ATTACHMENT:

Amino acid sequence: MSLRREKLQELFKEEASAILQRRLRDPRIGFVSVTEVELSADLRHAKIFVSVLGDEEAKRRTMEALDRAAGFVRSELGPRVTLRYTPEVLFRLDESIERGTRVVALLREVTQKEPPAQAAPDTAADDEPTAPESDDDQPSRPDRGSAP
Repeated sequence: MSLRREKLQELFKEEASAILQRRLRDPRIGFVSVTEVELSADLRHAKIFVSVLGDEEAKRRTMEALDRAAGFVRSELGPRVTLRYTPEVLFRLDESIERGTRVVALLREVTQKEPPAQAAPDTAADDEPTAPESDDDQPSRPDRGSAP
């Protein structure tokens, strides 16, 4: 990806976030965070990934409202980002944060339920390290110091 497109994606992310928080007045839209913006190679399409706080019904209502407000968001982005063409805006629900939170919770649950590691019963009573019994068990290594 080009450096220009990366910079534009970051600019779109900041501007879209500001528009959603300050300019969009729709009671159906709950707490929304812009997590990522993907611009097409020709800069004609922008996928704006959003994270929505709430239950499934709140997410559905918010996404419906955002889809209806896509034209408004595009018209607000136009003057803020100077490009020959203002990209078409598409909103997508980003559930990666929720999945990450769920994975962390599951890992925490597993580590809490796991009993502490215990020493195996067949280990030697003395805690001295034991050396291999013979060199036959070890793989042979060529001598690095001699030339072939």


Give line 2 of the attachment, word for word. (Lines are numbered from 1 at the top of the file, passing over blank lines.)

Repeated sequence: MSLRREKLQELFKEEASAILQRRLRDPRIGFVSVTEVELSADLRHAKIFVSVLGDEEAKRRTMEALDRAAGFVRSELGPRVTLRYTPEVLFRLDESIERGTRVVALLREVTQKEPPAQAAPDTAADDEPTAPESDDDQPSRPDRGSAP